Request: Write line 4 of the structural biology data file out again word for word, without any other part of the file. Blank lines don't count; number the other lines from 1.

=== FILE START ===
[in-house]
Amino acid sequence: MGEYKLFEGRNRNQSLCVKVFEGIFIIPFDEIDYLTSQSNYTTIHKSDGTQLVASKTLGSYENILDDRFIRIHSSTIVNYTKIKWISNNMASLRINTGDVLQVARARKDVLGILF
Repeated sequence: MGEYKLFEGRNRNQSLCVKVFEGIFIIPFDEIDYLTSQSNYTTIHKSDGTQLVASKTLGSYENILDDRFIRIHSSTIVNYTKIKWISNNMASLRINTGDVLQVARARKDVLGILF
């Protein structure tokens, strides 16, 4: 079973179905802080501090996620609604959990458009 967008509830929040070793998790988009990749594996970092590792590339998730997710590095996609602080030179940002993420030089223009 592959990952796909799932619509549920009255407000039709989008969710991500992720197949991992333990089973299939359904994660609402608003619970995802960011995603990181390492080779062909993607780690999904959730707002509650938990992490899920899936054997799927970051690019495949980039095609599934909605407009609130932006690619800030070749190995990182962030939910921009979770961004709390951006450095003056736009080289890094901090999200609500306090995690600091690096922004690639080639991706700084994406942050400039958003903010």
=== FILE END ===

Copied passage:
């Protein structure tokens, strides 16, 4: 079973179905802080501090996620609604959990458009 967008509830929040070793998790988009990749594996970092590792590339998730997710590095996609602080030179940002993420030089223009 592959990952796909799932619509549920009255407000039709989008969710991500992720197949991992333990089973299939359904994660609402608003619970995802960011995603990181390492080779062909993607780690999904959730707002509650938990992490899920899936054997799927970051690019495949980039095609599934909605407009609130932006690619800030070749190995990182962030939910921009979770961004709390951006450095003056736009080289890094901090999200609500306090995690600091690096922004690639080639991706700084994406942050400039958003903010």